Huriye Aygören (2015)
Entrepreneurial identity formation-in-practice: Immigrant women entrepreneurs' lived practices and experiences within gender, ethnicity and class relations
This dissertation, comprising four appended papers, examines what entrepreneurs actually do in order to manage the intrinsic social complexity pertaining to relations of power and culture involved in entrepreneurial undertakings. The studies share the common interest in probing into the ways inwhich fundamental social divisions and conflicts, namely gender, ethnicity and class are inscribed into the entrepreneurs through the organization of difference (Ashcraft, 2012) and how these shape and are shaped by the identity construction processes of individual entrepreneurs. The thesis provides an empirical account of entrepreneurial identity formation and its implications on shaping differential degree and the forms of entrepreneurial agency exerted by entrepreneurs by drawing on two sets of empirical materials generated through life story narratives of seventeen immigrant women entrepreneurs and some particular family business members with Turkish origin, in their involvement with entrepreneurial practices in Sweden. In overall, the thesis approximates to the notion of the individual entrepreneur in identity terms. Three major theoretical approaches, including practice theory, identity work and the feminist intersectionality framework, lay the groundwork for thinking about the relational and contextual foundation of the individual and associated identity construction processes intraversing the contexts at different temporal and spatial scales, namely individual, organizational, familial and societal.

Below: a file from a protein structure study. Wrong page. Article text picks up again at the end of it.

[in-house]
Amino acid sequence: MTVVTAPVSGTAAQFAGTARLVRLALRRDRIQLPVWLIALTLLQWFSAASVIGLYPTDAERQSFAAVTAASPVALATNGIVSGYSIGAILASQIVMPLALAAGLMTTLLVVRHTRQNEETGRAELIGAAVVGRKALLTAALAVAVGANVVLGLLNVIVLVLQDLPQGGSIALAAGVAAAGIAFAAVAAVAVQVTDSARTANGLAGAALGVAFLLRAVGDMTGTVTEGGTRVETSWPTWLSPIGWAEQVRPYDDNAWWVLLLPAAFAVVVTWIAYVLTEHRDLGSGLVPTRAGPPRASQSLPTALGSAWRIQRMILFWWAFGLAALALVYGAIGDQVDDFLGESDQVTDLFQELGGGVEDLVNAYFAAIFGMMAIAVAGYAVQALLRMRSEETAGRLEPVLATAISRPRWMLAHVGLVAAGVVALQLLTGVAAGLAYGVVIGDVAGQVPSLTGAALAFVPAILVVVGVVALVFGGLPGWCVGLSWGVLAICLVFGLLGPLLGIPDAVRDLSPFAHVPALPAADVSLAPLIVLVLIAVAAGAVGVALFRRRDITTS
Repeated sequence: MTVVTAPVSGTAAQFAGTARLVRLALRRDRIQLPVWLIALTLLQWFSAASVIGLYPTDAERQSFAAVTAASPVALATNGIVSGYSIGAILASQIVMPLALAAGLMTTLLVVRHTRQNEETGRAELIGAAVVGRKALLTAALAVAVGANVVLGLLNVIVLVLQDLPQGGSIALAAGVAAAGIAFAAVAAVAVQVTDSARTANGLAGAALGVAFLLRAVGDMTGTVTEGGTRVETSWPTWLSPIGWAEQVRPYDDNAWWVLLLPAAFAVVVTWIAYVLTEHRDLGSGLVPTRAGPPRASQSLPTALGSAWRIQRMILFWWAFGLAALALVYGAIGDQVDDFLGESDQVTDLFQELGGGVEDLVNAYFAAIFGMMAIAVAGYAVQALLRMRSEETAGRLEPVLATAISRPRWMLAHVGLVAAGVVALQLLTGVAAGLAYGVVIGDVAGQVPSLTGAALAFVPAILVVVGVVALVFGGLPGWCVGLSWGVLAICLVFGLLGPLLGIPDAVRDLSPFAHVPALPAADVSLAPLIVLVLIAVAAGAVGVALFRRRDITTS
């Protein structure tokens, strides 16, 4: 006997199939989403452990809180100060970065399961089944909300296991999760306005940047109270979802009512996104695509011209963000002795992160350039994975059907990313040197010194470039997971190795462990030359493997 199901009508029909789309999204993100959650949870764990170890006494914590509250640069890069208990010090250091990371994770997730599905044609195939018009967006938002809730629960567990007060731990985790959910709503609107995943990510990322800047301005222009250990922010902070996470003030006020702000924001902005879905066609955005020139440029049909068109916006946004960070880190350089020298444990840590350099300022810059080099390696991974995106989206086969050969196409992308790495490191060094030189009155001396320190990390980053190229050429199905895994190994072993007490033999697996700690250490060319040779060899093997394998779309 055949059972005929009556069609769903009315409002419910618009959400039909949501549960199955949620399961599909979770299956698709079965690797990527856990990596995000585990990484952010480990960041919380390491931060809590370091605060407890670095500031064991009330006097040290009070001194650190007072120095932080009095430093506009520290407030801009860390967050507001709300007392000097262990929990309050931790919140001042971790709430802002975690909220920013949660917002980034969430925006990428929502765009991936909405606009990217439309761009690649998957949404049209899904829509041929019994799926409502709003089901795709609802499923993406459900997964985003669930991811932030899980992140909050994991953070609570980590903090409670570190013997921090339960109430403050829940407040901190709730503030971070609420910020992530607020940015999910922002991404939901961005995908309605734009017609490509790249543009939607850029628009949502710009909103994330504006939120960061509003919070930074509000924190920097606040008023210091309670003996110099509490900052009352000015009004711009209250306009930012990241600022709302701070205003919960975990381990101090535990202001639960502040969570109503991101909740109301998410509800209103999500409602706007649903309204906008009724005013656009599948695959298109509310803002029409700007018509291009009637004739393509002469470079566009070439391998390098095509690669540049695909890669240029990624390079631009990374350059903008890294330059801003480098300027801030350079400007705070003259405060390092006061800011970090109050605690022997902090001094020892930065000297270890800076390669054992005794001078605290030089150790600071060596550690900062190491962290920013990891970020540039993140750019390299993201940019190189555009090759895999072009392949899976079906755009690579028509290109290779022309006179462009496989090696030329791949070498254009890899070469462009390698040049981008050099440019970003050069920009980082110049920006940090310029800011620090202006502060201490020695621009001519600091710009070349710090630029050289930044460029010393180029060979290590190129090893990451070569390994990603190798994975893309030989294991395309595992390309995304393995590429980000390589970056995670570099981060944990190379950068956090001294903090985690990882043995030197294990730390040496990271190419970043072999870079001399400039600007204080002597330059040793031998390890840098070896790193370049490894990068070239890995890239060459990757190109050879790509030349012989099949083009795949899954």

The thesis responds to the call for relational analysis examining the entanglement of material and symbolic resources and practices to draw a more rounded picture of entrepreneurship (Tatli, Vassilopoulou, Özbilgin, Forson, & Slutskaya, 2014). It adds to this debate by highlighting the identification processes of entrepreneurs, especially of those who have been historically and relatively marginalized in their societies. This thesis connects with studies emphasizing the socio-culturally constructed, relational and contextual nature of entrepreneurship and contributes to bridging the gap between two bifurcated streams of research in entrepreneurship-constructionist approaches, e.g., discursive/ narrative accounts with practice based perspectives. I emphasize the importance of considering both complex identification processes for the benefit of practice-based analysis and material practices and resources to the greater advantage of constructionist accounts. Throughout my thesis, I suggest that the discursive and material aspects of agency and structures are inseparable. In entrepreneurship, it is imperative to transcend symbolic and material boundaries. This way, the thesis provides complementary insights to cultural studies of entrepreneurship which emphasize access either to material or cultural representations.